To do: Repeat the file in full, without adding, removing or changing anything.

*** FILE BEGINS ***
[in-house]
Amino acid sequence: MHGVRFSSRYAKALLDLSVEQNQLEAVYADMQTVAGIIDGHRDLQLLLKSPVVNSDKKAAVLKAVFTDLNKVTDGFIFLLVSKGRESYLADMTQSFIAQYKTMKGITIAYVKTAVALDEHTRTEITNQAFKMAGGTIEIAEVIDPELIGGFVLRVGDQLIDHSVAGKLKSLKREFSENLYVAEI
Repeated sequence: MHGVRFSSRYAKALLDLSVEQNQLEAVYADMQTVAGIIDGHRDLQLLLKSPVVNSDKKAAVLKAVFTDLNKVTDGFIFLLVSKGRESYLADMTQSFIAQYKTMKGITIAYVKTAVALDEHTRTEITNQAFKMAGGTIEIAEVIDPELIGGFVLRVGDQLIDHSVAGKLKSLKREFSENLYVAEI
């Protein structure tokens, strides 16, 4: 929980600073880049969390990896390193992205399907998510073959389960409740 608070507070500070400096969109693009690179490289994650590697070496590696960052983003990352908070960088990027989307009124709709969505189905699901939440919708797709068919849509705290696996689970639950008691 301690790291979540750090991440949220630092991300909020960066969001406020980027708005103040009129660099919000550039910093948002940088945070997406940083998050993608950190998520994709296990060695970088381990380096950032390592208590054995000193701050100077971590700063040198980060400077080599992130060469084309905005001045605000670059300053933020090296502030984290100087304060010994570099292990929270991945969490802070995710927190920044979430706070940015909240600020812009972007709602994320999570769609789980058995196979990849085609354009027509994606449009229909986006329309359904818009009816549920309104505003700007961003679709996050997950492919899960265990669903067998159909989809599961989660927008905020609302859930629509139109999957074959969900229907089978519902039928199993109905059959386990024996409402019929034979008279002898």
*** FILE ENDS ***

[in-house]
Amino acid sequence: MHGVRFSSRYAKALLDLSVEQNQLEAVYADMQTVAGIIDGHRDLQLLLKSPVVNSDKKAAVLKAVFTDLNKVTDGFIFLLVSKGRESYLADMTQSFIAQYKTMKGITIAYVKTAVALDEHTRTEITNQAFKMAGGTIEIAEVIDPELIGGFVLRVGDQLIDHSVAGKLKSLKREFSENLYVAEI
Repeated sequence: MHGVRFSSRYAKALLDLSVEQNQLEAVYADMQTVAGIIDGHRDLQLLLKSPVVNSDKKAAVLKAVFTDLNKVTDGFIFLLVSKGRESYLADMTQSFIAQYKTMKGITIAYVKTAVALDEHTRTEITNQAFKMAGGTIEIAEVIDPELIGGFVLRVGDQLIDHSVAGKLKSLKREFSENLYVAEI
């Protein structure tokens, strides 16, 4: 929980600073880049969390990896390193992205399907998510073959389960409740 608070507070500070400096969109693009690179490289994650590697070496590696960052983003990352908070960088990027989307009124709709969505189905699901939440919708797709068919849509705290696996689970639950008691 301690790291979540750090991440949220630092991300909020960066969001406020980027708005103040009129660099919000550039910093948002940088945070997406940083998050993608950190998520994709296990060695970088381990380096950032390592208590054995000193701050100077971590700063040198980060400077080599992130060469084309905005001045605000670059300053933020090296502030984290100087304060010994570099292990929270991945969490802070995710927190920044979430706070940015909240600020812009972007709602994320999570769609789980058995196979990849085609354009027509994606449009229909986006329309359904818009009816549920309104505003700007961003679709996050997950492919899960265990669903067998159909989809599961989660927008905020609302859930629509139109999957074959969900229907089978519902039928199993109905059959386990024996409402019929034979008279002898």